Speak up now for dirt trails at Chehalem Ridge Nature Park

Speak up now for dirt trails at Chehalem Ridge Nature Park

Imagine nice biking trails here. It could happen if we speak up.(Photos: Metro)

Imagine nice biking trails here. It could happen if we speak up.
(Photos: Metro)

Imagine rolling your bike onto the MAX, getting off at the end of the Blue Line in Hillsboro, then pedaling 10 miles to some sweet singletrack. That could become reality, but only if you speak up and get involved.

About 23 miles west of Portland — and just 10 miles south of the Hillsboro Transit Center — lies 1,200 acres of undeveloped land called the Chehalem Ridge Nature Park. Before the economy tanked it was prepped for housing, but Metro purchased it in 2010 with funds from their Natural Areas Levy. And we’re lucky they did because it could someday be home to bike trails.

Metro says Chehalem Ridge is one of the largest publicly owned natural areas in Washington County. It’s about the same size as Oxbow Regional Park in east Multnomah County, yet it’s relatively unknown because of its rural location and lack of public facilities. The land itself (based on photos, I have yet to explore it) offers sweeping views of the Tualatin Valley and Coast Range to the west. Its gradual inclines, meadows, and groves of trees give it loads of potential as a place where off-road cycling could flourish.

It's about three miles east of Hagg Lake, south of Forest Grove.(Map: Metro)

It’s about three miles east of Hagg Lake, south of Forest Grove.
(Map: Metro)

Here it is in context to Portland.

Here it is in relation to Portland.







Looking west toward the Coast Range, Hagg Lake, and the Tualatin Valley.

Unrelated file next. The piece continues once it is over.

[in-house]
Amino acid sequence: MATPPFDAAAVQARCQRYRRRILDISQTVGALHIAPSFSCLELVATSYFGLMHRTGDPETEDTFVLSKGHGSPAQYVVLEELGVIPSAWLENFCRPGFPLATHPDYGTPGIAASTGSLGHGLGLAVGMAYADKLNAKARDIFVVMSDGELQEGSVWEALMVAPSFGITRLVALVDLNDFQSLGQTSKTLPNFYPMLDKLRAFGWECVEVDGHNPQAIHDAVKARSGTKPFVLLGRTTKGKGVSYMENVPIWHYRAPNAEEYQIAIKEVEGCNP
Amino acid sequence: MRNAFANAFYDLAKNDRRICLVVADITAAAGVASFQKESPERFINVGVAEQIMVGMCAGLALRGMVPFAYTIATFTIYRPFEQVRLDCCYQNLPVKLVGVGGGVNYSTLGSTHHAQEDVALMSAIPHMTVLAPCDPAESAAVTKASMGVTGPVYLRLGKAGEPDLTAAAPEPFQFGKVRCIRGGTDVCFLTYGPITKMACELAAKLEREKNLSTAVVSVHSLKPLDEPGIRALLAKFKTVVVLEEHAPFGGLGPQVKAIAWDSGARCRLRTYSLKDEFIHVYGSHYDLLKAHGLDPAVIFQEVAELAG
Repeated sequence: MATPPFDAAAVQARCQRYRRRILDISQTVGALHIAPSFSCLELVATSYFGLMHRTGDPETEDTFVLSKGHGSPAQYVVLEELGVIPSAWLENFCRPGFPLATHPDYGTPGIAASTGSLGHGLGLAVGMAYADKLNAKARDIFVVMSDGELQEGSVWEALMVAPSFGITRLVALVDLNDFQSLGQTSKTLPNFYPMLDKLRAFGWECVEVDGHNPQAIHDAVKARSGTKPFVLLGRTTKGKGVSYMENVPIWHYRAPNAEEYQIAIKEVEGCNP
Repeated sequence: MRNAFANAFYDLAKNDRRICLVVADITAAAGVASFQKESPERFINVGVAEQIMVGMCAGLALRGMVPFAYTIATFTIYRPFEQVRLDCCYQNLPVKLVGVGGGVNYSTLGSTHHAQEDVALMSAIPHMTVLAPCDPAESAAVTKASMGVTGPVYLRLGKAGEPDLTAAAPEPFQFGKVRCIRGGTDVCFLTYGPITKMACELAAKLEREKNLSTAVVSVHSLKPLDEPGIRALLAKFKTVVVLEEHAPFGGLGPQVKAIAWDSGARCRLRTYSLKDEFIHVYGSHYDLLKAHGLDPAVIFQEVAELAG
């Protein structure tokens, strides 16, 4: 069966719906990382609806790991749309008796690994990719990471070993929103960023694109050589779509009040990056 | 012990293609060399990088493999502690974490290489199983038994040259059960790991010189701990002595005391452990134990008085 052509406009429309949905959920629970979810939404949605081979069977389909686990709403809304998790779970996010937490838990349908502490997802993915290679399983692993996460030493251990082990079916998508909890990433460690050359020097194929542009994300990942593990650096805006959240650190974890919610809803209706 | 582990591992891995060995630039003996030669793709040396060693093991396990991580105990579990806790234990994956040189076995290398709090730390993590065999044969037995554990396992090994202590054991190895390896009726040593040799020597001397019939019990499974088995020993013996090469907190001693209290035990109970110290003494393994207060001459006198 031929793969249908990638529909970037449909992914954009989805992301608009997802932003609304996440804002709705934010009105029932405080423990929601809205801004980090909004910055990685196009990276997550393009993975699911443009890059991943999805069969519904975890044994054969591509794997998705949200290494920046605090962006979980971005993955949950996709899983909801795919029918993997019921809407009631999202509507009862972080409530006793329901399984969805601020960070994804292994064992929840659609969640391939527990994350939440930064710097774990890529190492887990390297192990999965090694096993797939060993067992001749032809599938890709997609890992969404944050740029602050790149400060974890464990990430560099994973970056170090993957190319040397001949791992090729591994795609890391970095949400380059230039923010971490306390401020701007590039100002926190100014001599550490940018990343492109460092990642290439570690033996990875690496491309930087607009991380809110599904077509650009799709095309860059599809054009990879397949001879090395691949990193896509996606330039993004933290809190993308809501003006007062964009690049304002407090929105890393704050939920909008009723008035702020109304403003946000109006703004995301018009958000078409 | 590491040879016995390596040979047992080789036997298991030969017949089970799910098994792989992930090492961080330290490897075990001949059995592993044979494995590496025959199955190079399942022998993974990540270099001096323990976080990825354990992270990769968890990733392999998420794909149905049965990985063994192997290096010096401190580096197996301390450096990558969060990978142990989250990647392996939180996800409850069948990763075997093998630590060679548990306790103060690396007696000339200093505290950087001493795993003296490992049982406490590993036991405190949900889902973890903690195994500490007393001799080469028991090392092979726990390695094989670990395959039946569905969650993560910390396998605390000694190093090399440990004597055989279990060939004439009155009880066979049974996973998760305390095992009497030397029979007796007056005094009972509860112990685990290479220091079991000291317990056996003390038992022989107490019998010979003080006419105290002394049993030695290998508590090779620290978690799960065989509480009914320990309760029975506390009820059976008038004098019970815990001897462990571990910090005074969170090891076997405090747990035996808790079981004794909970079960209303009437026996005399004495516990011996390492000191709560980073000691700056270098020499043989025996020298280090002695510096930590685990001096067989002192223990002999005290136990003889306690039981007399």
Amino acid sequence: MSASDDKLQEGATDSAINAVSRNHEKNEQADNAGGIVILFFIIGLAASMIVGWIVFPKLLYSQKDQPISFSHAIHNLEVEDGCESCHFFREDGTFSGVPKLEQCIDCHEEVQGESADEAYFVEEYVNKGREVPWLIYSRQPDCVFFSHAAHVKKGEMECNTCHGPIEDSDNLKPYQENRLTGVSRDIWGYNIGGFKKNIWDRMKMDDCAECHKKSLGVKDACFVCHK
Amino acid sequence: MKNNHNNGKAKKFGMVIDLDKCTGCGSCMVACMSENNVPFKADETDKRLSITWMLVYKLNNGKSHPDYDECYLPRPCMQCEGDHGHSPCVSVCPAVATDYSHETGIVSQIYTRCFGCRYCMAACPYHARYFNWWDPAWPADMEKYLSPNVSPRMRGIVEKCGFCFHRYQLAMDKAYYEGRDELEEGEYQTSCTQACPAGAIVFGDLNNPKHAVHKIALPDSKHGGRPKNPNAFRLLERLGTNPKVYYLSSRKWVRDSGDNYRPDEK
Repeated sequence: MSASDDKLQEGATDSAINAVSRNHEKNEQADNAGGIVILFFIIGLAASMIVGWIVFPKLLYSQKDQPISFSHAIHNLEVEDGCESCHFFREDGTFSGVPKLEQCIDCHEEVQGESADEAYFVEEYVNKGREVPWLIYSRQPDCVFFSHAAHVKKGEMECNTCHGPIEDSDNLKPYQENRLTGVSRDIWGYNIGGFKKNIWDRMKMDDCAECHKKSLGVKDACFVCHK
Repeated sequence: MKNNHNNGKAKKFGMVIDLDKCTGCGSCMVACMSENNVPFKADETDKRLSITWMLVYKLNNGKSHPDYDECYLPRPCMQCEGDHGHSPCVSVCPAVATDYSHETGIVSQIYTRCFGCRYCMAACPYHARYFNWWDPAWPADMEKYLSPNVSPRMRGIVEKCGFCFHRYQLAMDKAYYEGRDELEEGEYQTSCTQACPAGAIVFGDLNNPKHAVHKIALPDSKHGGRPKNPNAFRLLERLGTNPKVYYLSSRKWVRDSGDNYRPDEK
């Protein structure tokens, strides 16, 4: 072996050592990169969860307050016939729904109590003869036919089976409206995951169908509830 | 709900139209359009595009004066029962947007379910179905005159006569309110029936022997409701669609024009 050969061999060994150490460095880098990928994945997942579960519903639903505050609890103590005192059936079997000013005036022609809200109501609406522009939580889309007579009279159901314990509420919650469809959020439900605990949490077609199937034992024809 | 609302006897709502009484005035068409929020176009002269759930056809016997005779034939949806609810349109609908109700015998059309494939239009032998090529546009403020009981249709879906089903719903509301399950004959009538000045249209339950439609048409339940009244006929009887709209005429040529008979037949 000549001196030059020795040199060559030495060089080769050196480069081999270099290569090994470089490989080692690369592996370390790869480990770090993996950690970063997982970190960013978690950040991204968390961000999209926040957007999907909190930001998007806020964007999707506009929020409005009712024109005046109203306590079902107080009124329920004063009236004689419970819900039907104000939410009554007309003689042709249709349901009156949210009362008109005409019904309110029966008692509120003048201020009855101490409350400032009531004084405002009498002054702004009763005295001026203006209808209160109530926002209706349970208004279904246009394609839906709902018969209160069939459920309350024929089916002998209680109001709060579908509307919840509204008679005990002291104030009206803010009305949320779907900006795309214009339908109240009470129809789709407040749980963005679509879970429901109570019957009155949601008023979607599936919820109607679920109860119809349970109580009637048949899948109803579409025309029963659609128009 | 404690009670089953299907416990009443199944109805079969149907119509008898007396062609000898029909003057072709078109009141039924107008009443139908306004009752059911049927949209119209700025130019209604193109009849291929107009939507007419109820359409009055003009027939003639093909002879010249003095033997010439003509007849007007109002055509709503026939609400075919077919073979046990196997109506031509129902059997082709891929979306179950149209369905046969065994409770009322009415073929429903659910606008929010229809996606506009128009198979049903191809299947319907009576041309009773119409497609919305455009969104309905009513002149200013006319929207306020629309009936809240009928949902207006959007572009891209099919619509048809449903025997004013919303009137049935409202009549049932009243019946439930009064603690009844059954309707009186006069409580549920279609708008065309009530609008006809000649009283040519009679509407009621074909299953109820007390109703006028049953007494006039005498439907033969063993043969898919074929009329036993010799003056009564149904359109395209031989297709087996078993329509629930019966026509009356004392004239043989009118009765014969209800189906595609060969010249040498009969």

Looking west toward the Coast Range, Hagg Lake, and the Tualatin Valley.

chehalem_ridge_thinning

With Metro’s recent support for trails in the North Tualatin Mountains, there’s good reason to hope that Chehalem Ridge could be another, relatively close-in mountain biking destination for our region. But there’s one thing missing so far: Feedback and comments from people who love off-road cycling and want more places to do it.

Similar to how they approached the Tualatin Mountains parcels, Metro says, “What that nature park looks like will be up to community members to shape.” And our source at Metro assures us that “off-road cycling is part of the discussion.”

Now’s the time to take Metro’s Chehalem Ridge Nature Park Master Plan survey and let them know what you want. The last day to respond is this Friday June 10th!

This is an important opportunity to create a fun and accessible new park for all! Please take the survey, learn more at OregonMetro.gov, and stay tuned to BikePortland for more opportunities to weigh in.

— Jonathan Maus, (503) 706-8804 – jonathan@bikeportland.org

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